Montessori math activities are designed to give children a sensorial impression of mathematic concepts. The Montessori Change Game is a great example of this.
This fun, engaging Montessori activity teaches young children important math skills they will carry with them throughout their educational careers and on into their adult lives.
In this article, you will learn what the Change Game is, its purpose, and how to present this activity to a child.
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What is the Montessori Change Game?
The Montessori Change Game, also called the Exchange Game, is a classic Montessori math activity. The purpose of the Change Game is to give children the opportunity to experience how small quantity categories can be exchanged for larger quantity categories and still total the same amount.
This math game not only prepares children for work with the decimal system, but it reinforces the concept of 1:1 correspondence and the idea that things can be exchanged for other things, as well as be repurposed, which is an important cosmic lesson.
If you are planning on sending your child to a public school, math activities such as this one will help acclimate them to Common Core Standards, as well.
This activity incorporates fine motor development through the manipulation of the Golden Bead Material.
Gross motor movements were also planned for in the development of this activity. You will notice that the child must move around quite a bit and walk to and from the shelf and the floor mat.
While adults may see this as a wasted expenditure of energy, a young child needs frequent breaks for these large-muscle movements to help them better concentrate on their work.
Aim of the Montessori Change Game
- to get hands-on experience with the decimal system, specifically the order effect
- to learn about exchanging ten of one catergory for one of another category
- preparation for dynamic math equations
How to present the Change Game
- Large quantity of Golden Bead Material (at least 10 units, 10-tens bars, and 10 hundred's squares, and no more than 9 thousands cubes should be on the tray)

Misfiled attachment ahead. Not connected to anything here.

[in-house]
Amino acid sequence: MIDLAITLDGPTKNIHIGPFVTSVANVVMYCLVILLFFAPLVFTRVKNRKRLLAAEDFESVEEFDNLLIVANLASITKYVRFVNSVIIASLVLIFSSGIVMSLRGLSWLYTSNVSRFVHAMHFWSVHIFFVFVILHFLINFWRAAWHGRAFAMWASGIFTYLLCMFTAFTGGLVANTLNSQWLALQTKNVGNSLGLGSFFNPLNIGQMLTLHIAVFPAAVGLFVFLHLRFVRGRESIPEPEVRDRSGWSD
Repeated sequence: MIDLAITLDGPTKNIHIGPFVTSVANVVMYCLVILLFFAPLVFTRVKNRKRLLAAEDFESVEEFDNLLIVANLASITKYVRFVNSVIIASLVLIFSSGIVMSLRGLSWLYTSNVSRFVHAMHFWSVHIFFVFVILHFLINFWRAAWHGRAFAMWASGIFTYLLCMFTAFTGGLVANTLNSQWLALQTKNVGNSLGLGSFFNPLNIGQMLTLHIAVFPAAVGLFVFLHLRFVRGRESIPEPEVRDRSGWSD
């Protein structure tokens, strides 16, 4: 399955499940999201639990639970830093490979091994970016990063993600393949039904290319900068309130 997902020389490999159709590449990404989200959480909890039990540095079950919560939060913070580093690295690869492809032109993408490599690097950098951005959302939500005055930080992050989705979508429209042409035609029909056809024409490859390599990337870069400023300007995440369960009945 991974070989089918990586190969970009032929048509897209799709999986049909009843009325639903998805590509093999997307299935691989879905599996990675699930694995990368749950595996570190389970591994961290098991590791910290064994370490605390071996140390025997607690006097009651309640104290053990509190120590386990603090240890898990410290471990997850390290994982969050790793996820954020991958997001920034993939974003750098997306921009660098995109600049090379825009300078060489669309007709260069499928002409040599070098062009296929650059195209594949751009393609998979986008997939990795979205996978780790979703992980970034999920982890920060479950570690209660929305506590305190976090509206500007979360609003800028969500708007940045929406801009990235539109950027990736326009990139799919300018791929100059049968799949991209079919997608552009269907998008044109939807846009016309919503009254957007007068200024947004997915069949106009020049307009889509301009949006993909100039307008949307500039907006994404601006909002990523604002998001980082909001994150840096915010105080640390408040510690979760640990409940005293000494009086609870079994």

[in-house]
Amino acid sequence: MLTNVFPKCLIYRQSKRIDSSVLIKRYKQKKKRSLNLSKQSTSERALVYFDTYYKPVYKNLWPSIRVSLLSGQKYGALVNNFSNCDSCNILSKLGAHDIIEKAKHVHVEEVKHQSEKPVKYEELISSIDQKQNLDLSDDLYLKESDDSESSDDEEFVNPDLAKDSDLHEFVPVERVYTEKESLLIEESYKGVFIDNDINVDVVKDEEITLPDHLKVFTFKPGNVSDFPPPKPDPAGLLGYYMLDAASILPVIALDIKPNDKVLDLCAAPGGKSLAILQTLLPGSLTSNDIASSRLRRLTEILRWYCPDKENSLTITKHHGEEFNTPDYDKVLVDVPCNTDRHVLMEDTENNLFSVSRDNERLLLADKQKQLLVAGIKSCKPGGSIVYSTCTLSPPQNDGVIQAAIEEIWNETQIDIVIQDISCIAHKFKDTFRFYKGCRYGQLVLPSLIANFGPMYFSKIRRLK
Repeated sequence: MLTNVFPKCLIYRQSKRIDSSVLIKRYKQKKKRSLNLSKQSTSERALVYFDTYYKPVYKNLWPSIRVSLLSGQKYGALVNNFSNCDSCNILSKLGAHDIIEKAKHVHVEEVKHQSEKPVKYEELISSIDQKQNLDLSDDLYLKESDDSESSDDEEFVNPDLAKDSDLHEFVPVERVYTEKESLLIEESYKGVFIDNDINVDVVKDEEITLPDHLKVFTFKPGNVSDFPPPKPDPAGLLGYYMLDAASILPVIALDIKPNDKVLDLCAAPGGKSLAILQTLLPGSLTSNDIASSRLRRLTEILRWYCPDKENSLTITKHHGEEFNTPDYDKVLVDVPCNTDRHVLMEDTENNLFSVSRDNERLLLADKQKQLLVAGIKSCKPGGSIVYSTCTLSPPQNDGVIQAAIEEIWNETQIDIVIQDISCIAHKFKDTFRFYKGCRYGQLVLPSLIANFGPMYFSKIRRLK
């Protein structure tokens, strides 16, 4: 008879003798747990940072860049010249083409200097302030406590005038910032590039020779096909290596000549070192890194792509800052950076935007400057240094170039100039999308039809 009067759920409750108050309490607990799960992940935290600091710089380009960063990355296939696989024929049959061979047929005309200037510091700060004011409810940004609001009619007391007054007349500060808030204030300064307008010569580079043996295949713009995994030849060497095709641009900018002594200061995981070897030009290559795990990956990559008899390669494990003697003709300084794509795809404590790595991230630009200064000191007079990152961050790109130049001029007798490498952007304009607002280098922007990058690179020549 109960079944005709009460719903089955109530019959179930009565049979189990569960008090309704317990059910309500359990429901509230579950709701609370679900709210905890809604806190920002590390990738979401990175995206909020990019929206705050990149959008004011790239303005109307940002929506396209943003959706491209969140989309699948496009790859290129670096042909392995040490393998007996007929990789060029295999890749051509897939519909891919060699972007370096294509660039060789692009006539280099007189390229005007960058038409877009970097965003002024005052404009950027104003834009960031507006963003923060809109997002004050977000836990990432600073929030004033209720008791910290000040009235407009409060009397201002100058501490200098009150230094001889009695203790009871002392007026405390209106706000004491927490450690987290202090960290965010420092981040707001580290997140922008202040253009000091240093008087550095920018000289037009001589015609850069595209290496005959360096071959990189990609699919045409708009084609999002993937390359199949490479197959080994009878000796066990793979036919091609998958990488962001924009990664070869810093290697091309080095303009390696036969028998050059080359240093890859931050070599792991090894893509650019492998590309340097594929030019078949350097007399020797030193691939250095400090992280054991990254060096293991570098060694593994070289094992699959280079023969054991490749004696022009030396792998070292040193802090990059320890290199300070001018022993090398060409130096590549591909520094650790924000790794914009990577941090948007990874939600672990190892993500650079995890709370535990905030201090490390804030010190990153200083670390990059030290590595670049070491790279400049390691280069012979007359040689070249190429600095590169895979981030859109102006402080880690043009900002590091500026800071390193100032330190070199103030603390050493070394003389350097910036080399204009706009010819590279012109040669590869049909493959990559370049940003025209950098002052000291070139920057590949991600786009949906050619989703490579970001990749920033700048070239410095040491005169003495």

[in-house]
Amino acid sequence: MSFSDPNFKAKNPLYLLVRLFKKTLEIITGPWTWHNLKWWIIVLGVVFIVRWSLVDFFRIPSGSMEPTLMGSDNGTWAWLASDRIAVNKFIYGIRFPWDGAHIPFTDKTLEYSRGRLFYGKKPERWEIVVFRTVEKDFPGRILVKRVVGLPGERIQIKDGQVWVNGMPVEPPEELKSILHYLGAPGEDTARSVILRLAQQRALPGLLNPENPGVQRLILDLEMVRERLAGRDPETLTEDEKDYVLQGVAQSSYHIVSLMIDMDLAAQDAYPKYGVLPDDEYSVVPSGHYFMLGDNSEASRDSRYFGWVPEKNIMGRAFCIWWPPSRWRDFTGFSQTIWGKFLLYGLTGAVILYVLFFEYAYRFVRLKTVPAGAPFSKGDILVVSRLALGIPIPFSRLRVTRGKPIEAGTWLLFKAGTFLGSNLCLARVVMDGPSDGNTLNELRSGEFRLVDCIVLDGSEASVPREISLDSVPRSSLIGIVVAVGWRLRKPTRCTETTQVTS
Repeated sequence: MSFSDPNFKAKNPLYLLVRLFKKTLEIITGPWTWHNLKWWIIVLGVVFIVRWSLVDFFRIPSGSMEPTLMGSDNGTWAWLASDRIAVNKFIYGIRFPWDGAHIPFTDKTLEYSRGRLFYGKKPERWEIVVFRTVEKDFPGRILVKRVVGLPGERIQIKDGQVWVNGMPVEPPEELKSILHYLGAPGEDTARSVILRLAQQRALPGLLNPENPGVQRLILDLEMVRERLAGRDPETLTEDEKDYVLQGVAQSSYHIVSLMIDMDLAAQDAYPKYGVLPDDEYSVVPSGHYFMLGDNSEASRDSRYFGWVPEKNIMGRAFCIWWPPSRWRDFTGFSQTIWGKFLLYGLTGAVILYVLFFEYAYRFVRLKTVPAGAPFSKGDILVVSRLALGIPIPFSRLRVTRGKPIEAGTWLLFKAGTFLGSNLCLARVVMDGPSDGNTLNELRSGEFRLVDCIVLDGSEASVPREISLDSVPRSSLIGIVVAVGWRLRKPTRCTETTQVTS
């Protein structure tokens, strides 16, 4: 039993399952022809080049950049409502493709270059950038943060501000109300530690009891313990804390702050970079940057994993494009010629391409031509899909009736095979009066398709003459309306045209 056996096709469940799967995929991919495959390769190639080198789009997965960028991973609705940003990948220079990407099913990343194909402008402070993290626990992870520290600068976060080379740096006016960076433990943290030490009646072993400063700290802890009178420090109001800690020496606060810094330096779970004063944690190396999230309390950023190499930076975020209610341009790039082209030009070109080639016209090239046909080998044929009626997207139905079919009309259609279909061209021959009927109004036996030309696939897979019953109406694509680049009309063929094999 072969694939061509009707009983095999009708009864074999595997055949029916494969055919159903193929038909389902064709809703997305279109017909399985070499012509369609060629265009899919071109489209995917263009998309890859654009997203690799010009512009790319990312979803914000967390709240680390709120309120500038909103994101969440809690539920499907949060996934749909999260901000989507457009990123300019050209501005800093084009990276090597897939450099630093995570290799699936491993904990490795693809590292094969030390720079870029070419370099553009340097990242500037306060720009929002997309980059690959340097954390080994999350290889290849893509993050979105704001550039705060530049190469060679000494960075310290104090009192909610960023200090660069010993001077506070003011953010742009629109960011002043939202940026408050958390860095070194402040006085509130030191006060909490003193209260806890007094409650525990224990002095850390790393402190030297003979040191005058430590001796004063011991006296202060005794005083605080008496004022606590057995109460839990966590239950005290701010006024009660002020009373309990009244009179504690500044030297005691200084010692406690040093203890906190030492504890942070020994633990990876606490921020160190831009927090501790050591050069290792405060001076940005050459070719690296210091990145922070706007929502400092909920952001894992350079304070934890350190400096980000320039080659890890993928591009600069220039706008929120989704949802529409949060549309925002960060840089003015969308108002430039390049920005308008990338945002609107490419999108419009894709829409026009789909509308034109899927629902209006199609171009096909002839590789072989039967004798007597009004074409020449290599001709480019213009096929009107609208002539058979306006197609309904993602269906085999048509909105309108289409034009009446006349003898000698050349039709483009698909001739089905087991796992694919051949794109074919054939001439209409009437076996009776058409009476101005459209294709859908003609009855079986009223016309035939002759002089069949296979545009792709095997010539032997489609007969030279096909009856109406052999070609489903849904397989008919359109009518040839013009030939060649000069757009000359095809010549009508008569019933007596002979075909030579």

- Felt-lined wooden tray with a smal bowl
- Large work mat
Control of error
- the adult
- the child's ability to count
- Invite the child to gather a good amount of Golden Bead Material from various quantity categories from the Golden Bead Bank, place it on a tray, and carry the tray to a large work mat on the floor. (You may prepare the tray ahead of time to ensure you have everything you will need.)
- Ask the child if they would like to help you tally the total quantity of Golden Beads on the tray.
- Have the child remove the material from the tray and sort it into categories, thousands to the laft and units to the right.
- Ask the child to count the beads starting with the units. When 10 unit beads have been counted, say, “These 10 beads are the same as what? What can we exchange them for?”.
- Give the child as much time as they need to come up with the answer (one 10-bar) and confirm that they are correct.
- Have the child place the ten units in the bowl, one-by-one, and carry the tray to the Golden Bead bank on the shelf and exchange them for a 10-bar.
- Have the child place the 10-bar on the work mat with the other 10-bars and continue counting the unit beads.
- If there are again 10 unit beads, have the child repeat the process. If there are less than 10 unit beads left, inform the child that an exchange cannot be made.
- Invite the child to count the 10-bars on the mat.
- When the child has counted ten 10-bars, have them carry them on the tray to the Golden Bead bank and exchange them for a 100-square and place it one the mat with the other 100-squares.
- Again have the child continue counting 10-bars and exchanging them for 100-squares until there are less than ten 10-bars left.
- Reapeat this process with the 100-squares, exchanging them for thousand cubes.
- When all possible exchanges have been made, keeping the bead material separated into categories, call out the total number by catergory. For example, if the quantity is 9,284, you would say, “9 thousands, 2 hundreds, 8 tens, and 4 units. This is also called nine-thousand, two-hundred, and eighty-four.”
- Have the child return the material to the shelf and let them know they can play the Change Game whenever they please.
- Reverse exchanges (breaking down 100-cubes for ten 10-bars, for example) to prepare a child for dymanic subtraction.
- Using Large Number Cards along with the beads
- Involve multiple children in the game and have them work as a team to make the exchanges.
The Montessori Change game is a fun way for children to learn the concept of the decimal system. By making the exchanges, they are getting a hands-on experience without even realizing it.
Have you presented this Montessori activity in your home?
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